101 brain teasers challenge kids to think and learn. Ages 6-9, 101 slips, 3" recyclable plastic screwtop jar.
Kids master key concepts while having fun! Based on national standards, this unique book contains over 200 educational activities that teach young learners everything from the alphabet, numbers, colors and shapes to counting money, rhyming and telling time.
REVIEW EXCERPTS FROM JOHN GREEN, AMAZON TOP 1000 REVIEWER, VINE VOICE:"...this was funny! And I don't just mean "heh, got in a good one" funny, more like "lol- they nailed it" funny...this is a YA parody there's no actual shagging going on, but...it's pretty comical! ...some very witty satire here...it'll put a smile on your face."DESCRIPTION: Phatness Evermean finds herself volunteering for the Games on Infinite Justice Day (slogan: Sticking It To The Revolting Districts For Infinity) -- only to be partnered with clever, Kneader Malarky. (You could almost believe he's a decent human being, if there was such a thing in PanAm.) Phatness trusts no one except perhaps, her hunting partner, Windy, and her Games stylist, Sinner. (Where would a girl be if she didn't have a stylist she could trust?)Kneader turns out to be a boy to die for -- but the one person who really needs to understand this, hasn't got a clue. But, that Malarky boy is a clever one. He just may win Phatness's companionship...one way or another. (Watch out Phatness, you may be outmatched!) Phatness exudes a beauty heretofore unknown to the Capitol District, adding an entirely new dimension to the H. Unger Games (named for the persnickety inventor of the Games, Helix Unger). There's no need for real arrows when cupid's are so much more accurate and just as deadly.(While the content is sometimes suggestive, there is no sex in this parody, not that parents who would let their kids read such violent books as "The Hunger Games" would care.)"The best Hunger Games parody out there...though that's not saying much," Effin Ijiot.,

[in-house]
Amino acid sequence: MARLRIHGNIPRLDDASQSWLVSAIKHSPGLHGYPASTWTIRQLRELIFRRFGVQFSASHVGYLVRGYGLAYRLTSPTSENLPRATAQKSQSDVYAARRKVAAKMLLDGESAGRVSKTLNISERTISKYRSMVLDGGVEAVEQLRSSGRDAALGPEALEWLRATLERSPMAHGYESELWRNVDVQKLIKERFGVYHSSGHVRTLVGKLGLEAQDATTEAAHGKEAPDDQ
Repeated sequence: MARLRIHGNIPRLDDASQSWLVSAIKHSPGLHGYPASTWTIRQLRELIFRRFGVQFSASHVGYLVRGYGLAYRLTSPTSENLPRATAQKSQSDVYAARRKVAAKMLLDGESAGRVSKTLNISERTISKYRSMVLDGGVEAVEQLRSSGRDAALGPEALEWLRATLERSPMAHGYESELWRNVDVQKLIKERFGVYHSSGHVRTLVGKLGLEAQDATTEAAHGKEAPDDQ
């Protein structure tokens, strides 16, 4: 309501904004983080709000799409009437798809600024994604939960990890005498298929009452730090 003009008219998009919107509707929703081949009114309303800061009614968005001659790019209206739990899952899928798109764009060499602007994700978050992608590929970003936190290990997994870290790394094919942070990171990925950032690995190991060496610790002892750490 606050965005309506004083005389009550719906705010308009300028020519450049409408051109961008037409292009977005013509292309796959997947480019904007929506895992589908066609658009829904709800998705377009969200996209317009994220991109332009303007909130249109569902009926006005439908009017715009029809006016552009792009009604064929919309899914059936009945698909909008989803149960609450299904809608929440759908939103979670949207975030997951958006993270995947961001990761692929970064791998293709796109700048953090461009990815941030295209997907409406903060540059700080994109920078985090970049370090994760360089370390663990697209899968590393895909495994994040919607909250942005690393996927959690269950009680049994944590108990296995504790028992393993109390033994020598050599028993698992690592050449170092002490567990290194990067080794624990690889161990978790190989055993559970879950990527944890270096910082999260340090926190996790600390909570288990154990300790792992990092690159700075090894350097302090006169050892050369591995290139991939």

This book is a great book for kids from 7-10 years old! This book is also a great read aloud for younger kids.
In this timely new book, Christopher Paul analyzes how the words we use to talk about video games and the structures that are produced within games shape a particular way of gaming by focusing on how games create meaning, lead to identification and division, persuade, and circulate ideas. Paul examines the broader social discourse about gaming, including: the way players are socialized into games; the impact of the lingering association of video games as kid's toys; the dynamics within specific games (including Grand Theft Auto and EA Sports Games); and the ways in which players participate in shaping the discourse of games, demonstrated through examples like the reward system of World of Warcraft and the development of theorycraft. Overall, this book illustrates how video games are shaped by words, design and play; all of which are negotiated, ongoing practices among the designers, players, and society that construct the discourse of video games.